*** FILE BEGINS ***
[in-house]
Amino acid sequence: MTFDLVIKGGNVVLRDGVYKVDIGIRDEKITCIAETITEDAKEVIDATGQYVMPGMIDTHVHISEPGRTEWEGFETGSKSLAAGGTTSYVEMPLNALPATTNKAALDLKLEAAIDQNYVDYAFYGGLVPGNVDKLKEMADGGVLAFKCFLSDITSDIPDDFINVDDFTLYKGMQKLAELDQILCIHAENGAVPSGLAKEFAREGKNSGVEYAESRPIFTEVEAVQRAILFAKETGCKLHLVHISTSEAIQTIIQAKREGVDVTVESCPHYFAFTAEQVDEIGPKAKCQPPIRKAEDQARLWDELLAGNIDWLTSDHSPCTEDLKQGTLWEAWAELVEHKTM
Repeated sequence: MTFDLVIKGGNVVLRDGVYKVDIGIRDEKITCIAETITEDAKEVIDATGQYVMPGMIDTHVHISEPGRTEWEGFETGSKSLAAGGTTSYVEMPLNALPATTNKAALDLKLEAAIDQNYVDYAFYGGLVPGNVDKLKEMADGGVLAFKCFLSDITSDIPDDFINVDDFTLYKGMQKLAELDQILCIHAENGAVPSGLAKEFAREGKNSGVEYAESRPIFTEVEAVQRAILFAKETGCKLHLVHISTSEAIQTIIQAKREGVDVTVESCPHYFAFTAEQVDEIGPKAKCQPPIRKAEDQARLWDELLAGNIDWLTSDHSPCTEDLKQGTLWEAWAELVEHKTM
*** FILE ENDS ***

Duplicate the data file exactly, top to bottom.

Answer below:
[in-house]
Amino acid sequence: MTFDLVIKGGNVVLRDGVYKVDIGIRDEKITCIAETITEDAKEVIDATGQYVMPGMIDTHVHISEPGRTEWEGFETGSKSLAAGGTTSYVEMPLNALPATTNKAALDLKLEAAIDQNYVDYAFYGGLVPGNVDKLKEMADGGVLAFKCFLSDITSDIPDDFINVDDFTLYKGMQKLAELDQILCIHAENGAVPSGLAKEFAREGKNSGVEYAESRPIFTEVEAVQRAILFAKETGCKLHLVHISTSEAIQTIIQAKREGVDVTVESCPHYFAFTAEQVDEIGPKAKCQPPIRKAEDQARLWDELLAGNIDWLTSDHSPCTEDLKQGTLWEAWAELVEHKTM
Repeated sequence: MTFDLVIKGGNVVLRDGVYKVDIGIRDEKITCIAETITEDAKEVIDATGQYVMPGMIDTHVHISEPGRTEWEGFETGSKSLAAGGTTSYVEMPLNALPATTNKAALDLKLEAAIDQNYVDYAFYGGLVPGNVDKLKEMADGGVLAFKCFLSDITSDIPDDFINVDDFTLYKGMQKLAELDQILCIHAENGAVPSGLAKEFAREGKNSGVEYAESRPIFTEVEAVQRAILFAKETGCKLHLVHISTSEAIQTIIQAKREGVDVTVESCPHYFAFTAEQVDEIGPKAKCQPPIRKAEDQARLWDELLAGNIDWLTSDHSPCTEDLKQGTLWEAWAELVEHKTM